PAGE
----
Sci-Tech

Graphene microbots slurp lead from polluted water

Tiny self-propelled microbots can remove up to 95 percent of the lead in wastewater produced by industrial activity.

Artistic impression of the nanobots in action.

American Chemical Society

Humans are pretty effective at messing up everything. Look at all the tech we use. It doesn't come without a cost. Manufacturing electronics and batteries produces contaminants such as lead, cadmium, mercury, arsenic and chromium, none of which is particularly good for living organisms.

To help combat this destructive effect, an international team of researchers has developed a school of tiny microbots, each smaller than the width of a human hair, which is capable of removing lead particles from contaminated water more efficiently than previously developed methods.

The robots are shaped like tiny tubes, in three layers. Graphene oxide on the outside absorbs lead particles from the water. The middle layer is nickel, which allows external control of the robots using a magnetic field. The inner layer is platinum, which gives the robots self propulsion by adding hydrogen peroxide to the water. This interacts with the platinum, which decomposes the hydrogen peroxide into water and oxygen, propelling the microbot forwards.

The team writes in their paper, published in the journal Nano Letters, that a swarm of the microbots can reduce the amount of lead in water from 1,000 parts per billion to just 50 parts per billion, a reduction of 95 percent, in just 60 minutes.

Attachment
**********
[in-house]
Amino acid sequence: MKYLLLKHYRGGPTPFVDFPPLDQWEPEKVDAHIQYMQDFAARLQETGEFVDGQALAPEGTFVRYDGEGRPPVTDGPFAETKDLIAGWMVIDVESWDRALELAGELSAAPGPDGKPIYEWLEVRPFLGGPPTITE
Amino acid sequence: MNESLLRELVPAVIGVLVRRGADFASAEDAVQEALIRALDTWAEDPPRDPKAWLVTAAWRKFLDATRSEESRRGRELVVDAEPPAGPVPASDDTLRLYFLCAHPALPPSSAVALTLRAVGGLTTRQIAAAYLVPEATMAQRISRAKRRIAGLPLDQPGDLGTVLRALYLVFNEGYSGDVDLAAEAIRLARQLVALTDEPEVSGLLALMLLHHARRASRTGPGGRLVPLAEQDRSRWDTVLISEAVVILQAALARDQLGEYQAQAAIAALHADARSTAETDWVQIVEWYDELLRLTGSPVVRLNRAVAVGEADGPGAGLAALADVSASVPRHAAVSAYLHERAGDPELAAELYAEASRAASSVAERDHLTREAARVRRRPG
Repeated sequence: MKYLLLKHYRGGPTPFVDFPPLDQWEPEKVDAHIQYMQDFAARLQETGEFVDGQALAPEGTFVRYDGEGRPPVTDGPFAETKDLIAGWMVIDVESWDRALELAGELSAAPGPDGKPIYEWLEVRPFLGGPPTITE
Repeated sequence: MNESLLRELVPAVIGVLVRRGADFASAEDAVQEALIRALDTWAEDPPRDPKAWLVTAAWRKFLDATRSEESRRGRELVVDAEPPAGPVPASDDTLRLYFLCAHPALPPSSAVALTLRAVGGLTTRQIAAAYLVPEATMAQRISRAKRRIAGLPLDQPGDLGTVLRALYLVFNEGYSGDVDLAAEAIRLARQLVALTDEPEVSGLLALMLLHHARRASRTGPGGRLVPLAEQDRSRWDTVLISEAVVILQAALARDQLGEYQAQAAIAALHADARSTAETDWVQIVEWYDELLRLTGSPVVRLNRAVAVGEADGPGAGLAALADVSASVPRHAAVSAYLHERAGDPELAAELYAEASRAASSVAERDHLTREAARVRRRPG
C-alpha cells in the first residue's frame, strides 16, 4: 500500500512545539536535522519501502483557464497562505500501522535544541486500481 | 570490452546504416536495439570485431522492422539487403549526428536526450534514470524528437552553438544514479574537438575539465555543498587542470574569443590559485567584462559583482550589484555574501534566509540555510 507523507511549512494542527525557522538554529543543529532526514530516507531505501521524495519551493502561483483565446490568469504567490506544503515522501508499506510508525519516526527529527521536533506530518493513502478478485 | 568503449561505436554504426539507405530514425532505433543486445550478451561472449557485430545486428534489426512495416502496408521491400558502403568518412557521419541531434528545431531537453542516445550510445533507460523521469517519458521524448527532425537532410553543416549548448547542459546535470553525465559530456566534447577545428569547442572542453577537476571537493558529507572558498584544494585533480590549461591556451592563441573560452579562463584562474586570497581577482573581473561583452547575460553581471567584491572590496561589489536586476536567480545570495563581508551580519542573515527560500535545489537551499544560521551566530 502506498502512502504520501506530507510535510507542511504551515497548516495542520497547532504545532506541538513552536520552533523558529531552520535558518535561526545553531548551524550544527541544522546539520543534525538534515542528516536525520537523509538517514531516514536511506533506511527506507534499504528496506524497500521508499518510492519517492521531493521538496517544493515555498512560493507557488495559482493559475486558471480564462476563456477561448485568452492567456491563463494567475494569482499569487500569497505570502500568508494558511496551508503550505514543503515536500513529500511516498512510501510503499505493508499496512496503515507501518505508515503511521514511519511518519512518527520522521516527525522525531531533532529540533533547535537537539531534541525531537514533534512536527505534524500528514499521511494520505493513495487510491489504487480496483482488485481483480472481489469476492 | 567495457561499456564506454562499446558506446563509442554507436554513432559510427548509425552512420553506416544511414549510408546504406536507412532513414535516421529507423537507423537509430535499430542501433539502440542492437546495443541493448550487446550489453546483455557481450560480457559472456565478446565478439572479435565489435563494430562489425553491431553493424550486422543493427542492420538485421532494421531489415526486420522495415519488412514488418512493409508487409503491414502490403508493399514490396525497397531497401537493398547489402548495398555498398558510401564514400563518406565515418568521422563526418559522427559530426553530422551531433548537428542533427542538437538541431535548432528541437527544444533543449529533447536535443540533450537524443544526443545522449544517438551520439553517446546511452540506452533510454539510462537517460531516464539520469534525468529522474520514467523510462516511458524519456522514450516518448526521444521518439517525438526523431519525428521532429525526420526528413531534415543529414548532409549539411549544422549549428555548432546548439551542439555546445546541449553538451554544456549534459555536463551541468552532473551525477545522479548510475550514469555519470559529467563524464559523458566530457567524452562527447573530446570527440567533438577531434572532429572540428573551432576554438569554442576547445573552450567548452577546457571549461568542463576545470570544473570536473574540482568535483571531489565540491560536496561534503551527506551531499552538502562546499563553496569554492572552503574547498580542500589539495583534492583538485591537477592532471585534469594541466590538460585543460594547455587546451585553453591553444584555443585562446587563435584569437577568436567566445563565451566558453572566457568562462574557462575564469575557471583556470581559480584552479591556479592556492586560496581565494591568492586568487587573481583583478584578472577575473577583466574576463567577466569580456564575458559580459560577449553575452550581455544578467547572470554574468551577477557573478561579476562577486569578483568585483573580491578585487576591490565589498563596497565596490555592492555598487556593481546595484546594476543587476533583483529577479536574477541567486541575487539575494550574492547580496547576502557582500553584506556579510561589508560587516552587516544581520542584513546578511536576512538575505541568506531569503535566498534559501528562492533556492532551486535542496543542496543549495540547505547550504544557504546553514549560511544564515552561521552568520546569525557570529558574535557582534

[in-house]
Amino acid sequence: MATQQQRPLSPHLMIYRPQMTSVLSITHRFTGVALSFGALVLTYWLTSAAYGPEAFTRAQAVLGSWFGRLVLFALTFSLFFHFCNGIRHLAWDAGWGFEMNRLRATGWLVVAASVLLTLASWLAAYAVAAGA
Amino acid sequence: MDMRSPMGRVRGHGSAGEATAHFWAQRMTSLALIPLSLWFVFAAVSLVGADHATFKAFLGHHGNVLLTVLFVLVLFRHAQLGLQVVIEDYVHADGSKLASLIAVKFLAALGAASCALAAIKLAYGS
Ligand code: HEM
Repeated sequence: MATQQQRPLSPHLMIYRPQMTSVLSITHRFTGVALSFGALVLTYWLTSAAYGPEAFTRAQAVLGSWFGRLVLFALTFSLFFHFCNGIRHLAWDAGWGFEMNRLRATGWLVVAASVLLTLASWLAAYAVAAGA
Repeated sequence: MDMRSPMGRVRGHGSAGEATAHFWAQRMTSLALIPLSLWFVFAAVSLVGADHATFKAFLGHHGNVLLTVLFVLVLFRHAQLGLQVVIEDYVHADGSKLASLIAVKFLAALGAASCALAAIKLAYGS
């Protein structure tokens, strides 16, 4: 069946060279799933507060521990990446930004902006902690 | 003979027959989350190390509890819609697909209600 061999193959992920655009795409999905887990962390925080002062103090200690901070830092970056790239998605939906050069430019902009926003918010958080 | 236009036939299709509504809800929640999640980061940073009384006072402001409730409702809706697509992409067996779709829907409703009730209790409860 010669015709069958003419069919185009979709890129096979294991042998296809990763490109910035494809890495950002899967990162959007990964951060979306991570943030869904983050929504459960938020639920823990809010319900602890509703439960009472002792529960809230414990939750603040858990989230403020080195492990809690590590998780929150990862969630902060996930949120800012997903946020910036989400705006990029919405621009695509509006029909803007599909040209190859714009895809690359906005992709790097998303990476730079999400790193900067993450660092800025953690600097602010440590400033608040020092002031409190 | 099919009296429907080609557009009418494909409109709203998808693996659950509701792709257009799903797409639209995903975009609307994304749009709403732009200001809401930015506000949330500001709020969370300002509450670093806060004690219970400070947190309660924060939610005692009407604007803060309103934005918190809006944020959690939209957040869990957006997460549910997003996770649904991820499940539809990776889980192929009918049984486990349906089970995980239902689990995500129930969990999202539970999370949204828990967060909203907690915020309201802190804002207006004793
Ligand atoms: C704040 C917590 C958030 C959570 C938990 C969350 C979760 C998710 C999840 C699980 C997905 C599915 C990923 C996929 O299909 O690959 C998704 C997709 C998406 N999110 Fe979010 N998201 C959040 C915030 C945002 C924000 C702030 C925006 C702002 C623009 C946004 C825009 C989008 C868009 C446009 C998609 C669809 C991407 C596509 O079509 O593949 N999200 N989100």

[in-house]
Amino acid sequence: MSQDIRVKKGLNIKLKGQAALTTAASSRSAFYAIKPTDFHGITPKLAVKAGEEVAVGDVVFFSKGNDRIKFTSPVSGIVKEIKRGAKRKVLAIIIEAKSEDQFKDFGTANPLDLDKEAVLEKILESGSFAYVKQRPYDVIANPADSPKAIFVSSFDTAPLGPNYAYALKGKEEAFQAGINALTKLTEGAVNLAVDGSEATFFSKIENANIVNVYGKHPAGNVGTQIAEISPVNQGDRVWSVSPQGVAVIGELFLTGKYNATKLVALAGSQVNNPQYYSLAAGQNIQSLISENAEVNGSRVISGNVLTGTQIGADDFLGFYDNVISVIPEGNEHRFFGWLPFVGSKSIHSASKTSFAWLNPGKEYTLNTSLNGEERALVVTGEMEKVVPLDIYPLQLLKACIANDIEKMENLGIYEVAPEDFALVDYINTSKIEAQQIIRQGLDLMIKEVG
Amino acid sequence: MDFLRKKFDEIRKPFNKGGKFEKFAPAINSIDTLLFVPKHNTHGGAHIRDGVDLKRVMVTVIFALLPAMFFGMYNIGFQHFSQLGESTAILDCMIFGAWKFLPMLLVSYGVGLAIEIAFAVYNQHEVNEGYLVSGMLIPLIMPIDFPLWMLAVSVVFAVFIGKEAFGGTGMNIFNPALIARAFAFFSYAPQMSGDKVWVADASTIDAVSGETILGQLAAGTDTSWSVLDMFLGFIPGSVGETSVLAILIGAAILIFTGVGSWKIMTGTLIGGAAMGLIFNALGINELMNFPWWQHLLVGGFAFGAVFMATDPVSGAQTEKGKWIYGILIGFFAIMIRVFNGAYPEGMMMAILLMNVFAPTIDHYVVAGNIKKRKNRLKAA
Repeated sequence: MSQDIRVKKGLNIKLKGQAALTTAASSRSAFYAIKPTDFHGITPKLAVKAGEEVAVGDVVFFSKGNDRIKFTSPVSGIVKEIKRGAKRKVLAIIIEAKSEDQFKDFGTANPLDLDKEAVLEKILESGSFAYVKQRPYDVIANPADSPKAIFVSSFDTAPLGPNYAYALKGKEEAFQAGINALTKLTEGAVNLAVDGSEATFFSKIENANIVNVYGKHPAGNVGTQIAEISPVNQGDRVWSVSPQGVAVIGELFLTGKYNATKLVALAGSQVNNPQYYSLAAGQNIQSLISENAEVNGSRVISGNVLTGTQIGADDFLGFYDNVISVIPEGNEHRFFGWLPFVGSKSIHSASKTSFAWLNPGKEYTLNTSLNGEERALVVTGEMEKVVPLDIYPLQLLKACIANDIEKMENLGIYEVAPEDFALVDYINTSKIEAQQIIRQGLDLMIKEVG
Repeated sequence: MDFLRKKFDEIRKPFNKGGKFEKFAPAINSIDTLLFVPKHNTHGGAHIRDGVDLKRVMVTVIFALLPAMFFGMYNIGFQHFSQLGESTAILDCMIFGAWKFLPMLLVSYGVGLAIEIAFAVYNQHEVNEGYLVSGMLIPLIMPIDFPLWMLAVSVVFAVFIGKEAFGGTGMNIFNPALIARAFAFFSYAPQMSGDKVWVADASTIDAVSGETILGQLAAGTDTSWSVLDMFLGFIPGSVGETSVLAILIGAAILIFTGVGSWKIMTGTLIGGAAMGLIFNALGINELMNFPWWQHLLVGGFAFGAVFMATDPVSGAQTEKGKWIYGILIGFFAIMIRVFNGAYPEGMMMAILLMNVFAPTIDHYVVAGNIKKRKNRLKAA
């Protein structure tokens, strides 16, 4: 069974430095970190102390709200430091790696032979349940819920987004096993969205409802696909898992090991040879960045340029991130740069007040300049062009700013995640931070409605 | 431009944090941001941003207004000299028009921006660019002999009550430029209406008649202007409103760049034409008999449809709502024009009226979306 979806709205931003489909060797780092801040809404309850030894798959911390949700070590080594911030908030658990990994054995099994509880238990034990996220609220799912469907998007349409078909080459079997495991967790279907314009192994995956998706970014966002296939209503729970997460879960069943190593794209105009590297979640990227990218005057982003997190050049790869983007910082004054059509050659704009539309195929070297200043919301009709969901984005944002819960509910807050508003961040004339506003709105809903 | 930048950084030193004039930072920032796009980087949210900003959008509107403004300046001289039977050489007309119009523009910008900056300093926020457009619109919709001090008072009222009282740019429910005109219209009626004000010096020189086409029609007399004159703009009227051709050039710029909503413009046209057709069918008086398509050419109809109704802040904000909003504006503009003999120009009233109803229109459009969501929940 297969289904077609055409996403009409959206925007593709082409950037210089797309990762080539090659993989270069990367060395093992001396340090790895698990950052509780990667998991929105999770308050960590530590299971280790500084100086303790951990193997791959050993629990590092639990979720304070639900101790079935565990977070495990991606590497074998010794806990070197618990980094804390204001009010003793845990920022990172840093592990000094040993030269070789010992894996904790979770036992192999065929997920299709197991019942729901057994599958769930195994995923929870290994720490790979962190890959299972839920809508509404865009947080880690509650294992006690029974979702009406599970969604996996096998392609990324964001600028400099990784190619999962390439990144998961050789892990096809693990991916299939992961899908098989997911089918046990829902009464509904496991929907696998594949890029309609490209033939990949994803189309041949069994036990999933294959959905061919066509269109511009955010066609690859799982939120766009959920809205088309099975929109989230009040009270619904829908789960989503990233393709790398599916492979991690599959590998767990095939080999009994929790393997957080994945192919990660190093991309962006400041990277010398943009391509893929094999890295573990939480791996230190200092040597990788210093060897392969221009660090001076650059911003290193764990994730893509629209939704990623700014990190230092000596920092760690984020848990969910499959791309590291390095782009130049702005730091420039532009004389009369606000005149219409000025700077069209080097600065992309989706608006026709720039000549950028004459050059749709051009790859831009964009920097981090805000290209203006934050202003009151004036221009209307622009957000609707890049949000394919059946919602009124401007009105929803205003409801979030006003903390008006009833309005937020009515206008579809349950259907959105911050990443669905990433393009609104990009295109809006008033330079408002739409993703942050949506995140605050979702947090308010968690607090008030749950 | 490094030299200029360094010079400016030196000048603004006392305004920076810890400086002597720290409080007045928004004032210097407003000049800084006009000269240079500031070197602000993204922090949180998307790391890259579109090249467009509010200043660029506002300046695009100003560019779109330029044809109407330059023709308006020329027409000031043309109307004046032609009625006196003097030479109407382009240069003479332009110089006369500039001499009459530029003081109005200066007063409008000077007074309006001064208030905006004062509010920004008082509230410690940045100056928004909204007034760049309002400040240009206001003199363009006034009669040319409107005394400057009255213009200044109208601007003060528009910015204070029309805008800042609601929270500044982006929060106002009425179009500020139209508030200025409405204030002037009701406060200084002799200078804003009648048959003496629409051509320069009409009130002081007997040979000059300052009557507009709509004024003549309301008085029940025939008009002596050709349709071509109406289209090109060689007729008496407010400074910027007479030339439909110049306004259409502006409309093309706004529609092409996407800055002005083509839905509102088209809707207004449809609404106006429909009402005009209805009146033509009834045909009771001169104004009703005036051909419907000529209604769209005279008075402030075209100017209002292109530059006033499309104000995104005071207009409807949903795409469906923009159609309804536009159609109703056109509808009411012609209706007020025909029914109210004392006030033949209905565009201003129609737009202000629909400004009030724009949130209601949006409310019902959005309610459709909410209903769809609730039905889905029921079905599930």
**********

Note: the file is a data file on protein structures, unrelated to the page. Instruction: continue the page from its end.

Obviously this is dependent on the amount of water and number of microbots, but what makes it even more impressive is that the robots can be reused. The same magnetic field that controls the microbots can be used to retrieve them. They can then be cleaned and used again.

Moreover, the lead ions that have been cleaned off the microbots can be reused too.

"This is a new application of smart nanodevices for environmental applications," co-author Samuel Sánchez of the Max Planck Institute for Intelligent Systems in Germany told Phys.org.

"The use of self-powered nanomachines that can capture heavy metals from contaminated solutions, transport them to desired places and even release them for 'closing the loop' -- that is a proof-of-concept towards industrial applications."

The next step in the research is to develop microbots that can clean up a much wider range of industrial pollutants, while trying to reduce the costs of fabrication.